Serpentine Cinema presented the London premiere of Bouchra Khalili’s The Tempest Society (2017).
The Tempest Society is not a documentary or a fiction, but a hypothesis: Nowadays in Athens, three Athenians from different backgrounds form a group to examine the current state of Greece, Europe and the Mediterranean. To do so, they gather together on a theatre stage, defined as a civic space. They name themselves The Tempest Society to pay homage to Al Assifa (‘The Tempest’ in Arabic), a theatre group active in Paris in the 70s composed of North African immigrant workers and French students. Through the format of the “theatrical newspaper”, Al Assifa addressed the daily struggle against inequality and racism in France.
Forty years later, the forgotten legacy of Al Assifa and its “theatrical newspapers” find a site for reactivation in Greece. On a theatre stage, members of The Tempest Society and their guests – Ghani, a spokesperson for immigrants’ rights, Katerina, born in Greece but undocumented, and Malek a young Syrian refugee – call together for equality, civic belonging, and solidarity. The Tempest Society premiered at documenta 14, Athens, Greece, in 2017.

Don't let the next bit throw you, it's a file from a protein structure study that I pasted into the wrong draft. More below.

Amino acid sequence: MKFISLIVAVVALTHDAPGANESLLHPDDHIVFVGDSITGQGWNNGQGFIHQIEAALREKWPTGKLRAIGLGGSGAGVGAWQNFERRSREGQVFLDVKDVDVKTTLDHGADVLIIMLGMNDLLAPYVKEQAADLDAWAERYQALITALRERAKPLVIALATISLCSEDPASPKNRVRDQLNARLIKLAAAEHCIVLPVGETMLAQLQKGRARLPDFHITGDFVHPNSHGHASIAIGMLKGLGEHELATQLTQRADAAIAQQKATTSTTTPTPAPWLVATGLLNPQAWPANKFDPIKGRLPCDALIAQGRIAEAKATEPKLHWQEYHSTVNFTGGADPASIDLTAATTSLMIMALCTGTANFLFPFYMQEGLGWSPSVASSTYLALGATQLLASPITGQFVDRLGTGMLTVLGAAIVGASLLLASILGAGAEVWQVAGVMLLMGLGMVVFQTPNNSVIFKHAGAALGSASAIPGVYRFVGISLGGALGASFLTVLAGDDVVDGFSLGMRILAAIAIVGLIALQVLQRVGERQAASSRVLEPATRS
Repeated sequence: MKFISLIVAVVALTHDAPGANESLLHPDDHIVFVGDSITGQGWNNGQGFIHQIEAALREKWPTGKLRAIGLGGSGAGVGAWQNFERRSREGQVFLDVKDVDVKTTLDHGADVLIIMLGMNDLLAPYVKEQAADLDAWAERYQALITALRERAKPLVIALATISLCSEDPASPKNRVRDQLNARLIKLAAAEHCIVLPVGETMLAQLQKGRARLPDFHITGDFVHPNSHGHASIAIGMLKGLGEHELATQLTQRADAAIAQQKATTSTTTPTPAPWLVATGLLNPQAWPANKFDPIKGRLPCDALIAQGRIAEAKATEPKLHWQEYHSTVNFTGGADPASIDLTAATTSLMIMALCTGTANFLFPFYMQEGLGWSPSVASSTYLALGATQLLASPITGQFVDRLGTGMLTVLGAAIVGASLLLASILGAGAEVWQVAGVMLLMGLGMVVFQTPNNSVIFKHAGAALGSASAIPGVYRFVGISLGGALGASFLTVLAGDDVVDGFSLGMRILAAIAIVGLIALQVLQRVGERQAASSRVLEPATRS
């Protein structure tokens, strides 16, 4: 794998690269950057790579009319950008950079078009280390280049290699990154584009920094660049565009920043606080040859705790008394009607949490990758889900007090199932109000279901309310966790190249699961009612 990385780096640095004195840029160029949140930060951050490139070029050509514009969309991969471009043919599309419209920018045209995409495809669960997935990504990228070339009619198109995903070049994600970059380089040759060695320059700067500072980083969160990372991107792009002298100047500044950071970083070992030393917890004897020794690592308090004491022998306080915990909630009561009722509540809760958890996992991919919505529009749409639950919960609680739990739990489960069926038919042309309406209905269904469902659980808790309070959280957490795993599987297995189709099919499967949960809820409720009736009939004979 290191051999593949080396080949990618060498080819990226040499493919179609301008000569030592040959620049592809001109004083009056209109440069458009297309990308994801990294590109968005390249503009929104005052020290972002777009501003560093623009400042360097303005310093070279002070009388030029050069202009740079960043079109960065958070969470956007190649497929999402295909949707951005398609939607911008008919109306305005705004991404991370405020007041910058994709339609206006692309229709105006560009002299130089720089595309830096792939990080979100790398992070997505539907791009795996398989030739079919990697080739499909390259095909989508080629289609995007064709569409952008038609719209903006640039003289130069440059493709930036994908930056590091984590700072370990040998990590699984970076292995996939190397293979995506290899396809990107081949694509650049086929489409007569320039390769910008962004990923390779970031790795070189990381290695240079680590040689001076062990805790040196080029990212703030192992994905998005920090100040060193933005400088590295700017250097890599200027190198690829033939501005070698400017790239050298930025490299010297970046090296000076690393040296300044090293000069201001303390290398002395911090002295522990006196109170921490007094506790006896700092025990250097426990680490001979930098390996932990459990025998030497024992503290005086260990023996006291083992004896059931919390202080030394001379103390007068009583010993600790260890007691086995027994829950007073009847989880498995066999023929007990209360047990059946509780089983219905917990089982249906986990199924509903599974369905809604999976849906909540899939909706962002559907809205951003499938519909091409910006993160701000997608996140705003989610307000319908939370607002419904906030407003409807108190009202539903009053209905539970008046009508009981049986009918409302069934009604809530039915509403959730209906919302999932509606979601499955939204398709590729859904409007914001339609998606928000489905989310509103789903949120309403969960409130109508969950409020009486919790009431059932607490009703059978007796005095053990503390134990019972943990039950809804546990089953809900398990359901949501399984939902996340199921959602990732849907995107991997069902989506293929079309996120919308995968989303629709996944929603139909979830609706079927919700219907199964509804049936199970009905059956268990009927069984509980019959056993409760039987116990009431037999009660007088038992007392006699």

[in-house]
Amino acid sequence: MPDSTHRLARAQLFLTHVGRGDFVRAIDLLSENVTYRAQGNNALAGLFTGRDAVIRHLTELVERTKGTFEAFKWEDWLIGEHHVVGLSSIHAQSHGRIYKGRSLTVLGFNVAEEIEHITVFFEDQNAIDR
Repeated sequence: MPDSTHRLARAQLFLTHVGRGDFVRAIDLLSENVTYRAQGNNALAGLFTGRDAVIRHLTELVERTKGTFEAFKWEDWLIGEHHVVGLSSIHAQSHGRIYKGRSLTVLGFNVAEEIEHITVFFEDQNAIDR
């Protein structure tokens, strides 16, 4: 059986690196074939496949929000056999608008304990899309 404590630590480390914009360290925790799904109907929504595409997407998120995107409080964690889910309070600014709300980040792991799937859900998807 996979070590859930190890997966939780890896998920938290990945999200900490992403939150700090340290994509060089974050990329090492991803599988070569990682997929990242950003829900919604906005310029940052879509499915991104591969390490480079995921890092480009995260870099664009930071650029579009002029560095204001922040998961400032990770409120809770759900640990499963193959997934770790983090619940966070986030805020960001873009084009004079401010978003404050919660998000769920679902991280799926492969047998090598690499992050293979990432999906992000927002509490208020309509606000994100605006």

Bouchra Khalili is a Moroccan-French visual artist. Born and raised in Casablanca, she later studied film and visual arts in Paris, graduating from Sorbonne Nouvelle and Ecole des Beaux-Arts. Working with film, video, installation, photography and prints, Khalili’s practice articulates language, subjectivity, orality and geographical explorations, focusing on the representation of subjects rendered invisible by the nation-state. Among her recent solo exhibitions are Living Labour, Wexner Center for the Arts (2017); The Mapping Journey Project, MoMa (2016); Foreign Office, Palais de Tokyo, Paris (2015) and Garden Conversation, MACBA, Barcelona (2015). Her work was also included in many collective exhibitions and biennials, such as documenta 14; the 55th Venice Biennale; the 18th Sydney Biennale; the 8th Göteborg Biennale; the 6th Marrakech Biennale and the 10th Sharjah Biennale, among others. Group exhibitions include New Museum, New York; Centre Pompidou, Paris; Kunsthaus Zurich; Museum of Contemporary Art, Sydney; Taipei National Museum; Reina Sofia, Madrid, and London’s Institute of Contemporary Arts. She is a professor of Contemporary Art at Oslo National Art Academy and a founder member of La Cinémathèque de Tanger, an artists-run non-profit organisation dedicated to promoting and developing film culture in North Africa. This year she is a recipient of Harvard’s Radcliffe Institute Fellowship. Khalili has received several awards and grants, such as The Louis Lumière Prize, DAAD-Artist in Berlin Award, The Abraaj Art Prize and a Vera List Center for Art & Politics Fellowship. This year, she received an Ibsen Award (Ibsen National Theatre, Norway) and is among the nominees of the Artes Mundi Prize.